Tag Archives: Somerset Maugham

Of Human Bondage

viniciuggarcia Pixabay

viniciusggarcis Pixabay

A dark, depressing book brings me some peace. That book is “Of Human Bondage” by Somerset Maugham.

In the novel, Philip loves Mildred, a woman that tortures him and never loves him back. He loses hope and questions the point of being alive. An acquaintance tells him the meaning of life can be found in a Persian carpet. Before he can unlock the mystery of the carpet it is destroyed.

Later on when he keeps thinking about the lost carpet, he unlocks the secret. The patterns in the carpet, the cycle of life and death, are all we have. Life has no meaning on this rock hurtling through space. But this insignificance gives Philip power.

Forget about the meaning of life and just find a place in the pattern. Failure and success are all the same. Just live as best as you can.

Nivana is a big nothingness in an Eastern culture. The elimination of life on earth is the goal.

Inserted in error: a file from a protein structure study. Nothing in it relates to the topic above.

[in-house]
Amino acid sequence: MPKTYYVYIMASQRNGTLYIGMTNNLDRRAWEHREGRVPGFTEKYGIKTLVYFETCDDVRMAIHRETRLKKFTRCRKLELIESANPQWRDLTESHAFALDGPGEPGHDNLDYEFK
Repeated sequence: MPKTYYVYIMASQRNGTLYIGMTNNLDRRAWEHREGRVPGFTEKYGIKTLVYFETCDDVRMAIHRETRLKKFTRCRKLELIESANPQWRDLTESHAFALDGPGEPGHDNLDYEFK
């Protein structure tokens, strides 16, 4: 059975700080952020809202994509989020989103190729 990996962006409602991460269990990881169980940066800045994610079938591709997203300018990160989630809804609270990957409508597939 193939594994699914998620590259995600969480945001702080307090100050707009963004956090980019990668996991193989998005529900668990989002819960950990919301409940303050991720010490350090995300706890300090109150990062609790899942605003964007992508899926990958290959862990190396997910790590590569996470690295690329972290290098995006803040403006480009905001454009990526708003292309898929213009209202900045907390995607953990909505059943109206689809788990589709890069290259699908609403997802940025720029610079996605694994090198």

My Western mindset pursues meaning in life. A life that does not end in death but continues on to a blissful, new afterlife.

The Eastern viewpoint makes more sense to me than the Western one.

It’s kind of odd that meaninglessness provides more comfort to me than everlasting life. Getting composted back into the All seems to be a useful occupation for the dead. Not too shabby to be One with the Cosmos.

But how much do my sensibilities matter in the grand scheme of things? For all I know, this universe may be running on Calvinist principles. If that hurts anyone’s sensibilities, no one cares.